The epithelial-mesenchymal transition occurs when epithelial cells lose apicobasal polarity and cell-cell contacts and migrate into surrounding tissues as mesenchymal cells. Migration is crucial for gastrulation, neural tube formation, and cancer metastasis. However, the mechanisms underlying loss of polarity and cell movement are poorly understood. The change in cell organization results in the transition from apicobasal polarity to front-rear polarity that precedes cell migration. Micropatterned cell culture showed that the mechanism is cell-intrinsic and governed by microtubule reorganization but is not influenced by neighboring cells.
Sentiment Classification (SC) is about assigning a positive, negative or neutral label to a piece of text based on its overall opinion. This paper describes our in-progress work on extracting the meaning of words for SC. In particular, we investigate the utility of sense-level polarity information for SC. We first show that methods based on common classification features are not robust and their performance varies widely across different domains. We then show that sense-level polarity information features can significantly improve the performance of SC. We use datasets in different domains to study the robustness of the designated features. Our preliminary results show that the most common sense of the words result in the most robust results across different domains. In addition our observation shows that the sense-level polarity information is useful for producing a set of high-quality seed words which can be used for further improvement of SC task.
Recently, sentiment analysis has received a lot of attention due to the interest in mining opinions of social media users. Sentiment analysis consists in determining the polarity of a given text, i.e., its degree of positiveness or negativeness. Traditionally, Sentiment Analysis algorithms have been tailored to a specific language given the complexity of having a number of lexical variations and errors introduced by the people generating content. In this contribution, our aim is to provide a simple to implement and easy to use multilingual framework, that can serve as a baseline for sentiment analysis contests, and as starting point to build new sentiment analysis systems. We compare our approach in eight different languages, three of them have important international contests, namely, SemEval (English), TASS (Spanish), and SENTIPOLC (Italian). Within the competitions our approach reaches from medium to high positions in the rankings; whereas in the remaining languages our approach outperforms the reported results.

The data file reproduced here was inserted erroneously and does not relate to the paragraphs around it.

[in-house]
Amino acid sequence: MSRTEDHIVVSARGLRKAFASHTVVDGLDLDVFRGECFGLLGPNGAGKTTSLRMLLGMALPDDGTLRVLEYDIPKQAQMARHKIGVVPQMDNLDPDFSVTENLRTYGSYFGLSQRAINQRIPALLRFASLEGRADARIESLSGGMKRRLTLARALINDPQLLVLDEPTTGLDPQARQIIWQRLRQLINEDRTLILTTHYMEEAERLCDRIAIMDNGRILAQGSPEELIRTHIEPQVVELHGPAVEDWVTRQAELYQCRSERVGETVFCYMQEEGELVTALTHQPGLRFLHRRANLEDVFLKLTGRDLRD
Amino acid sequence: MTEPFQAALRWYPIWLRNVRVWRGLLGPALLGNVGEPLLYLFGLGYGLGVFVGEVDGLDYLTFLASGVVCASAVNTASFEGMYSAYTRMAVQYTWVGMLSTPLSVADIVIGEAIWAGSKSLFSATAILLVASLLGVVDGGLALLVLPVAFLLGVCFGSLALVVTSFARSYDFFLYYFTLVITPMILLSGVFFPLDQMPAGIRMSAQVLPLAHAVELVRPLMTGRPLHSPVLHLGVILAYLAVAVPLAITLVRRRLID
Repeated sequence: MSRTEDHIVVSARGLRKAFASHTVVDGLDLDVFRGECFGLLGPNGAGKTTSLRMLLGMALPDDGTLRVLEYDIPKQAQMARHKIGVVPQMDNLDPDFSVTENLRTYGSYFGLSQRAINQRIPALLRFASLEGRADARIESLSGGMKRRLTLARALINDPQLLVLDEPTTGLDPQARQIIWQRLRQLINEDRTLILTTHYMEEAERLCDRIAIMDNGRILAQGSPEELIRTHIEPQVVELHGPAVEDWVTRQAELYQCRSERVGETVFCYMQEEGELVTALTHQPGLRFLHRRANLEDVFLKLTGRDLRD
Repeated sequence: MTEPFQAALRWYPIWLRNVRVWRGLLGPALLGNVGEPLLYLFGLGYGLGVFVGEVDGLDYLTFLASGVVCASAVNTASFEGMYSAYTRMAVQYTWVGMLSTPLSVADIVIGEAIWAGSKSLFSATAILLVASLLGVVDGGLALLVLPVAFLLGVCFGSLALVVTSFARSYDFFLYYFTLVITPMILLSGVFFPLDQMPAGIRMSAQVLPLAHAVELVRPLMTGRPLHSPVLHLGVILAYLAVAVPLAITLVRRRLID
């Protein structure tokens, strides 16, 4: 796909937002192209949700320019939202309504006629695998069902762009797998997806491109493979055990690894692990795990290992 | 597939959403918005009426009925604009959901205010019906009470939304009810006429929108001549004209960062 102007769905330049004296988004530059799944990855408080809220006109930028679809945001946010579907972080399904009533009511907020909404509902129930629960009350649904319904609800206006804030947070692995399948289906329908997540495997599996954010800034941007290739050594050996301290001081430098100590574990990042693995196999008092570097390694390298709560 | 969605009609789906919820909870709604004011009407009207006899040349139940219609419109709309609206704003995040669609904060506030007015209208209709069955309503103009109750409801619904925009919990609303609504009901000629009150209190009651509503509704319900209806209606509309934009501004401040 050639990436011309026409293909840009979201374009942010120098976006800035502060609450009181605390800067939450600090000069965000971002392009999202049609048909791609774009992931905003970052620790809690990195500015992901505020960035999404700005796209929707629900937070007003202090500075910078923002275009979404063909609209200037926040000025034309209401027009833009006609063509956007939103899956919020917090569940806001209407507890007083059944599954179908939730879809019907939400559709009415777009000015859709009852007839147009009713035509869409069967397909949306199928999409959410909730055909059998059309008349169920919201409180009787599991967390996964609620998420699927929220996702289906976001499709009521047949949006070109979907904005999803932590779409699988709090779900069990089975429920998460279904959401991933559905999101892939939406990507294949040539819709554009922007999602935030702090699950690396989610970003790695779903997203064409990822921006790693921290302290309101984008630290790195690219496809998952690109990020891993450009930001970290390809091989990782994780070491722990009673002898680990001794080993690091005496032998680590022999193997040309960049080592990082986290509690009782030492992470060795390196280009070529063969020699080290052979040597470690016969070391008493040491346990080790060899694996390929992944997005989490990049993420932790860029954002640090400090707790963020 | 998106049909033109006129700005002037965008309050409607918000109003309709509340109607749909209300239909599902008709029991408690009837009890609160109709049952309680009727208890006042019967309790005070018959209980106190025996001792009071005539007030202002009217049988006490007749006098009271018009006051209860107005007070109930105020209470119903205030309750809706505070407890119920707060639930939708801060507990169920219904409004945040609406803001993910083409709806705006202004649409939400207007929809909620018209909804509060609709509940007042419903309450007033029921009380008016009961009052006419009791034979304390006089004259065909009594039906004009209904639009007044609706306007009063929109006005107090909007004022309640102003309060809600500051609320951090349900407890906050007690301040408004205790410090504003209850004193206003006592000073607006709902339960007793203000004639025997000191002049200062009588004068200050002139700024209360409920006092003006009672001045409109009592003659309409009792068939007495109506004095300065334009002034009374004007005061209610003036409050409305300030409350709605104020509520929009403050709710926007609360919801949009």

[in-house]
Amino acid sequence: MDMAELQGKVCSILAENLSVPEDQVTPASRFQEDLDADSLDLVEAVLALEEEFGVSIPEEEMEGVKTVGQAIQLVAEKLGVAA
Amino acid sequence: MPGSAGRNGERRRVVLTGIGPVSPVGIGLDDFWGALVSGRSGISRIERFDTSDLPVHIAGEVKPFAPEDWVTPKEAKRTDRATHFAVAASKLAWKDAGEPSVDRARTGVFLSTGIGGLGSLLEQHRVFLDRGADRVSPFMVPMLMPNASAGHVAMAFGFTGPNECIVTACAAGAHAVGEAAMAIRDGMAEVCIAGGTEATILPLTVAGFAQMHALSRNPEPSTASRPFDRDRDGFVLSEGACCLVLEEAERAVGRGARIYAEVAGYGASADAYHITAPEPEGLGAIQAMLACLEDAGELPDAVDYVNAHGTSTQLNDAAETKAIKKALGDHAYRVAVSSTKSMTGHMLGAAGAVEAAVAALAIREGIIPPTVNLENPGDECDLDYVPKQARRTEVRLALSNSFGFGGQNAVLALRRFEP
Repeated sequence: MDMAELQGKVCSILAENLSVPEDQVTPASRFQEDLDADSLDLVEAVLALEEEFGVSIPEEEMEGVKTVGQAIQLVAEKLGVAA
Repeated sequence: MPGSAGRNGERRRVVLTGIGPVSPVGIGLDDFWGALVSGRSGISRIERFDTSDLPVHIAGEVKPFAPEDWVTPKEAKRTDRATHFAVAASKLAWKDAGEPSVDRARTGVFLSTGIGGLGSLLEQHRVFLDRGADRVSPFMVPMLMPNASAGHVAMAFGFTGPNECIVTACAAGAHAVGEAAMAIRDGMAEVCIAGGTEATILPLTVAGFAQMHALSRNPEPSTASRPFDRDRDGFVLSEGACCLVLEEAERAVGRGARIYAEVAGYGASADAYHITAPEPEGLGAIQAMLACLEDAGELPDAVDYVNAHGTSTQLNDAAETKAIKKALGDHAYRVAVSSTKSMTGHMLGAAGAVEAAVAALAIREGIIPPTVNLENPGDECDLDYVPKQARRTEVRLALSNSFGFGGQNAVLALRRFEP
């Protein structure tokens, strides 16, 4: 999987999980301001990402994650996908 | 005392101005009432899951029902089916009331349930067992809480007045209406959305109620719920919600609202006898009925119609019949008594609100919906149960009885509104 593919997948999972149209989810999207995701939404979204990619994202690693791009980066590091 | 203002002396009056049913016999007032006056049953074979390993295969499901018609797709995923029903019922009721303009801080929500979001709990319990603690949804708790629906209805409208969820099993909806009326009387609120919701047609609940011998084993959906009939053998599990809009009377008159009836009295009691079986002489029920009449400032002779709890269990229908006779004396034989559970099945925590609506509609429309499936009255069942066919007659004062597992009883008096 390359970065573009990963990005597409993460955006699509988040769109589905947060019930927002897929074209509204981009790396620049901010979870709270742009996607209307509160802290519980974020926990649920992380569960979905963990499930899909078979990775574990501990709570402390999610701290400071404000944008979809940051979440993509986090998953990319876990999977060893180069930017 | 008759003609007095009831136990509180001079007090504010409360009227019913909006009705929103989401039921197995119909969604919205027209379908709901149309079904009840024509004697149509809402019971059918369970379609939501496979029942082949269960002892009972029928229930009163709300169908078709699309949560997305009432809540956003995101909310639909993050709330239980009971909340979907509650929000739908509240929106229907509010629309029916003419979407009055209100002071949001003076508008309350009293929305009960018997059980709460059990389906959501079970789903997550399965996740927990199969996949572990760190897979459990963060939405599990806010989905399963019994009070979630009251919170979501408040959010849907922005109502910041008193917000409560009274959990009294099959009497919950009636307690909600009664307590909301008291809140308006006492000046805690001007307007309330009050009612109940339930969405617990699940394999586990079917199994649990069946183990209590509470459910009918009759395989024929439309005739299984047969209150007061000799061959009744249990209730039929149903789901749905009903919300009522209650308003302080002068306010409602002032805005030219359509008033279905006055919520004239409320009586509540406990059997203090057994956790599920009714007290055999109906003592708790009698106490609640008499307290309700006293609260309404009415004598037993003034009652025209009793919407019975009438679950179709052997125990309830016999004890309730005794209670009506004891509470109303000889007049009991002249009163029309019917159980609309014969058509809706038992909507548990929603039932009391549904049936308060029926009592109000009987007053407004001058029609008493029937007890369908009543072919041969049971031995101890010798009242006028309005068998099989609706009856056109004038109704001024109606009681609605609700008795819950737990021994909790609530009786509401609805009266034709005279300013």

To understand narrative text, we must comprehend how people are affected by the events that they experience. For example, readers understand that graduating from college is a positive event (achievement) but being fired from one's job is a negative event (problem). NLP researchers have developed effective tools for recognizing explicit sentiments, but affective events are more difficult to recognize because the polarity is often implicit and can depend on both a predicate and its arguments. Our research investigates the prevalence of affective events in a personal story corpus, and introduces a weakly supervised method for large scale induction of affective events. We present an iterative learning framework that constructs a graph with nodes representing events and initializes their affective polarities with sentiment analysis tools as weak supervision. The events are then linked based on three types of semantic relations: (1) semantic similarity, (2) semantic opposition, and (3) shared components. The learning algorithm iteratively refines the polarity values by optimizing semantic consistency across all events in the graph. Our model learns over 100,000 affective events and identifies their polarities more accurately than other methods.
Political discourse in the United States is getting increasingly polarized. This polarization frequently causes different communities to react very differently to the same news events. Political blogs as a form of social media provide an unique insight into this phenomenon. We present a multitarget, semisupervised latent variable model, MCR-LDA to model this process by analyzing political blogs posts and their comment sections from different political communities jointly to predict the degree of polarization that news topics cause. Inspecting the model after inference reveals topics and the degree to which it triggers polarization. In this approach, community responses to news topics are observed using sentiment polarity and comment volume which serves as a proxy for the level of interest in the topic. In this context, we also present computational methods to assign sentiment polarity to the comments which serve as targets for latent variable models that predict the polarity based on the topics in the blog content. Our results show that the joint modeling of communities with different political beliefs using MCR-LDA does not sacrifice accuracy in sentiment polarity prediction when compared to approaches that are tailored to specific communities and additionally provides a view of the polarization in responses from the different communities.